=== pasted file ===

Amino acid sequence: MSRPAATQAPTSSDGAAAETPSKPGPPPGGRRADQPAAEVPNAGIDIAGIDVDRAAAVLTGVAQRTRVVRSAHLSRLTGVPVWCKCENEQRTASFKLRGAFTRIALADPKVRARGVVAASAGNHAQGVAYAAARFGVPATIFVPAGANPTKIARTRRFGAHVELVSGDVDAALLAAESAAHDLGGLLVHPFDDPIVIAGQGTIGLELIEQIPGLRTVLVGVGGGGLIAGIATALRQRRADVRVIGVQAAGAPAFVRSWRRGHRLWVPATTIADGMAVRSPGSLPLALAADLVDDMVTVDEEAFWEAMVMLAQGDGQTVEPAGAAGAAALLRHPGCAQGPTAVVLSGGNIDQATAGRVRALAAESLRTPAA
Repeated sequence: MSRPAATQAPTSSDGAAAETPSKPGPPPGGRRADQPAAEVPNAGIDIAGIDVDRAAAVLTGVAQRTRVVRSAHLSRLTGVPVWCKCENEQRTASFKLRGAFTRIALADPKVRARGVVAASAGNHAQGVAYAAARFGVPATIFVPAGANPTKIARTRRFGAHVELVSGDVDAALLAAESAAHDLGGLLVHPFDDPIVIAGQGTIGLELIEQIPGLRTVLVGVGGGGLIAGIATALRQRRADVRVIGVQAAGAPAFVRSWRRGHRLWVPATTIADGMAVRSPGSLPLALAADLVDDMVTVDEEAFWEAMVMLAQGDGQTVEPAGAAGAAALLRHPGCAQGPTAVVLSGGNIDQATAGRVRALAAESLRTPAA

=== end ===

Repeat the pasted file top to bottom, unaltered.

Amino acid sequence: MSRPAATQAPTSSDGAAAETPSKPGPPPGGRRADQPAAEVPNAGIDIAGIDVDRAAAVLTGVAQRTRVVRSAHLSRLTGVPVWCKCENEQRTASFKLRGAFTRIALADPKVRARGVVAASAGNHAQGVAYAAARFGVPATIFVPAGANPTKIARTRRFGAHVELVSGDVDAALLAAESAAHDLGGLLVHPFDDPIVIAGQGTIGLELIEQIPGLRTVLVGVGGGGLIAGIATALRQRRADVRVIGVQAAGAPAFVRSWRRGHRLWVPATTIADGMAVRSPGSLPLALAADLVDDMVTVDEEAFWEAMVMLAQGDGQTVEPAGAAGAAALLRHPGCAQGPTAVVLSGGNIDQATAGRVRALAAESLRTPAA
Repeated sequence: MSRPAATQAPTSSDGAAAETPSKPGPPPGGRRADQPAAEVPNAGIDIAGIDVDRAAAVLTGVAQRTRVVRSAHLSRLTGVPVWCKCENEQRTASFKLRGAFTRIALADPKVRARGVVAASAGNHAQGVAYAAARFGVPATIFVPAGANPTKIARTRRFGAHVELVSGDVDAALLAAESAAHDLGGLLVHPFDDPIVIAGQGTIGLELIEQIPGLRTVLVGVGGGGLIAGIATALRQRRADVRVIGVQAAGAPAFVRSWRRGHRLWVPATTIADGMAVRSPGSLPLALAADLVDDMVTVDEEAFWEAMVMLAQGDGQTVEPAGAAGAAALLRHPGCAQGPTAVVLSGGNIDQATAGRVRALAAESLRTPAA